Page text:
Karen Nadasen, Country Manager of PayU South Africa.
Photo: Supplied
Karen Nadasen, Country Manager of PayU South Africa. Photo: Supplied

54% believe that financial services are essential to prosperity - survey

By Supplied Time of article published Jan 21, 2020

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DURBAN - The world’s first Financial Prosperity Barometer by PayU surveyed multiple markets and global regions to establish how they perceived the concept of prosperity and found a clear connection between perceived prosperity and access to financial services. 

Globally, three in five people believe that financial services have helped them to increase their prosperity and a staggering 48 percent think that you cannot be prosperous without access to financial services. In South Africa, this connection is even deeper – 54 percent believe that financial services are essential to prosperity (‘People can’t be prosperous if they don’t have access to financial services’) while 83 percent believe they are essential for planning for future prosperity.

South Africans fundamentally believe that access to financial services is critical to empowering their own prosperity. This sentiment is echoed across Africa. Access to financial services is perceived as being essential to ensuring prosperity and financial growth and inclusion. This perception is reinforced by the rise of solutions within the FinTech space that capitalise on both the need for more accessible financial services and the constantly expanding reach of mobile - GSMA estimates that mobile phone penetration will reach a subscriber base of just over 600 million in Africa by 2025.

According to PayU’s Financial Prosperity Barometer: Perceptions of prosperity in high-growth markets people in Africa have higher access to payment services than the other surveyed regions (South America, Europe, Middle East and Asia) with around 63 percent able to send and receive money compared to the global average of 49 percent. The survey also found that South Africans have one of the highest preferences for using mobile money providers to deposit, borrow and save money, aligning with the impressive growth of money mobile services in the region.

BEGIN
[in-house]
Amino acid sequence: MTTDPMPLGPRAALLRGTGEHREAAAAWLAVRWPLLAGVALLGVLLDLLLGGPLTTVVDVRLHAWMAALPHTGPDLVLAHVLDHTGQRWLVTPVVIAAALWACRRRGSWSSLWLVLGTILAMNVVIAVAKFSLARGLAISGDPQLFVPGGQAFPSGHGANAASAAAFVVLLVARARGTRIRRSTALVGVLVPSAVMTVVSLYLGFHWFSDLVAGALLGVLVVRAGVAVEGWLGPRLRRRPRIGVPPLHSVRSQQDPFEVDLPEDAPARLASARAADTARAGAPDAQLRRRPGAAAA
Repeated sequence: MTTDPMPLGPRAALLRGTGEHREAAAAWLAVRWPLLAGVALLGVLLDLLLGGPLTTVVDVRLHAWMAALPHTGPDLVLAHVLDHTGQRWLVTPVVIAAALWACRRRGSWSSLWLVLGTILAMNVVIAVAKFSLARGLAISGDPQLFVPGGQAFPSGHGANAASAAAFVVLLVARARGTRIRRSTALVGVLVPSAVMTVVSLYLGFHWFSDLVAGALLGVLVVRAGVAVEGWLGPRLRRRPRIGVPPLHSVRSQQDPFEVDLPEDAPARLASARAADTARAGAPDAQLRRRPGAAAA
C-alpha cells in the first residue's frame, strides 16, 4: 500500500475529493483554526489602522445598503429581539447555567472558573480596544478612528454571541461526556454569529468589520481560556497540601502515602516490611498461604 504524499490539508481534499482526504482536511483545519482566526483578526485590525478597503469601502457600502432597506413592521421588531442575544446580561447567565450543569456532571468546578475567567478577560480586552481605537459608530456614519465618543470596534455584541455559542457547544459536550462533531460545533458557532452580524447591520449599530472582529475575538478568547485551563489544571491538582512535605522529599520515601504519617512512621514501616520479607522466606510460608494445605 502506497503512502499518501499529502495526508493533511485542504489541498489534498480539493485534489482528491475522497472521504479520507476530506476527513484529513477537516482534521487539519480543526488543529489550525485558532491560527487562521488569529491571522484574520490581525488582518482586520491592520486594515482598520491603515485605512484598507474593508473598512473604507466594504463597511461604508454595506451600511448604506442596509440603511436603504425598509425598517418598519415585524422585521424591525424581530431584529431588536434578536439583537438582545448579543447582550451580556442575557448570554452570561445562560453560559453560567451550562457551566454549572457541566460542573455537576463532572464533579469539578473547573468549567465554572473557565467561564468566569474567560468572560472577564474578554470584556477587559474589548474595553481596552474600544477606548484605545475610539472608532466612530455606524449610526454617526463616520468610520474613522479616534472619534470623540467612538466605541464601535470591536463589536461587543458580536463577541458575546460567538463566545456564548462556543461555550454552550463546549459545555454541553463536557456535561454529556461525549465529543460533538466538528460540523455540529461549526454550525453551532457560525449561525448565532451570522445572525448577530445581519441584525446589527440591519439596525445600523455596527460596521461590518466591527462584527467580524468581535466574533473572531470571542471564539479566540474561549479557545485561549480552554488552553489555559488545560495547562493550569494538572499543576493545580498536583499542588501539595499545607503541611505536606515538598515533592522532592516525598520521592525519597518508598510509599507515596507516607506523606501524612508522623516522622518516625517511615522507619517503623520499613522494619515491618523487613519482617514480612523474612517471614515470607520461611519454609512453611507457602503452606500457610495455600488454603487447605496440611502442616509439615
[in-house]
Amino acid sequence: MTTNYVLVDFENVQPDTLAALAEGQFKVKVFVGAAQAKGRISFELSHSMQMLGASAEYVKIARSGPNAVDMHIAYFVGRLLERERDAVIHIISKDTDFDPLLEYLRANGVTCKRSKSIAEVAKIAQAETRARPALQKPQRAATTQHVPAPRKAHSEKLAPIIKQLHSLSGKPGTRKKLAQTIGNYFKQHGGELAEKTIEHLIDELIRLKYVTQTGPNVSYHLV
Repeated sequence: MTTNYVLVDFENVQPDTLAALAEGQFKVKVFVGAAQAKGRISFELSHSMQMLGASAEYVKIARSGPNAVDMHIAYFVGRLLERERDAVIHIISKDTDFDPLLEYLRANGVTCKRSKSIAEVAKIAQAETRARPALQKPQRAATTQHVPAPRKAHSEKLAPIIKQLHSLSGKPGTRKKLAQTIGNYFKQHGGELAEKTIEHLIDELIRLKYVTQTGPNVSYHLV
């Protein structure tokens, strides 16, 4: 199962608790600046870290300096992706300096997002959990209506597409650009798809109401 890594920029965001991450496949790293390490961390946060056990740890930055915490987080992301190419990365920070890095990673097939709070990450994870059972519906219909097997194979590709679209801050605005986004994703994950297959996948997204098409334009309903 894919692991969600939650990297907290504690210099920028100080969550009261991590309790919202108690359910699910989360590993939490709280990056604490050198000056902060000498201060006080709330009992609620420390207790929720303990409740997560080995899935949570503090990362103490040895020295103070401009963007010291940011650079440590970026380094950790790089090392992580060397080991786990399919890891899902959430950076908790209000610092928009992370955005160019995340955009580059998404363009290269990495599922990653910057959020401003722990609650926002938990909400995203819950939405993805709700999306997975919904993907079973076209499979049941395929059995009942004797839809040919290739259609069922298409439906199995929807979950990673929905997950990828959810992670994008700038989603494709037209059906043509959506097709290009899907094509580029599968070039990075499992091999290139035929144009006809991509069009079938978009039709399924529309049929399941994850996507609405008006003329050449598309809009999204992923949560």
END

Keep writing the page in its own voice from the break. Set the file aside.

The demand for these services is not only driven by the need to have financial security. People who feel that financial services are available to them are more likely use them as a way to grow money, insure health and property, and build their own prosperity. The perception is that financial services empower people to do more with their money, allowing them grow and invest it in new ways and with better long-term results. The PayU survey found that 25 percent of people in Africa preferred to manage money on mobile (deposits) with only Asia coming in second place with 5 percent. It’s a huge percentage difference that highlights how reliant the continent has become on mobile money innovation.

The meteoric success of M-PESA in Kenya is just one impressive case in point – there has been similar growth in mobile financial solutions across Africa that cater to a wide variety of needs and demographics. In 2017, the GSMA found that half of all mobile money services in the world were located in Africa, a market changing at speed to adapt to its lack of financial infrastructure and access to services.

For South Africans, financial services are critical to long-term prosperity and success. At 54 percent most believe that financial services are the only route to prosperity while 63 percent believe that access will make them even more prosperous. There’s a clear preference for mobile money providers to help with saving and growing money and sourcing long-term investment solutions. From deposits to money management to investments, South Africans prefer mobile money and accessible financial services and see them as tools they can use to empower their financial futures. They also felt that access to credit and financial services would help to reduce financial stress and uncertainty.

The adoption of mobile money solutions and the growing access to financial services in Africa has started to transform how people approach money, savings and their future. People from growing range of demographics can now access services that were previously unavailable to them, and they are increasingly empowered by to make more informed financial choices. Education and access will have a significant impact on the growth of this market and will likely see even more South Africans achieve a more financial stable foundation.

Karen Nadasen, Country Manager of PayU South Africa said, "South Africans understand the value that financial services can offer them and their future but they want them to be more accessible, less confusing and more relevant. South Africans want to save, invest and grow their money and they want to do it with the right support and systems in place. There’s a demand for expert advice and support that provides South Africans with the tools and information they need to really drive financial inclusion deeper into rural communities and to reshape the economic picture of the country". 

Source: PayU


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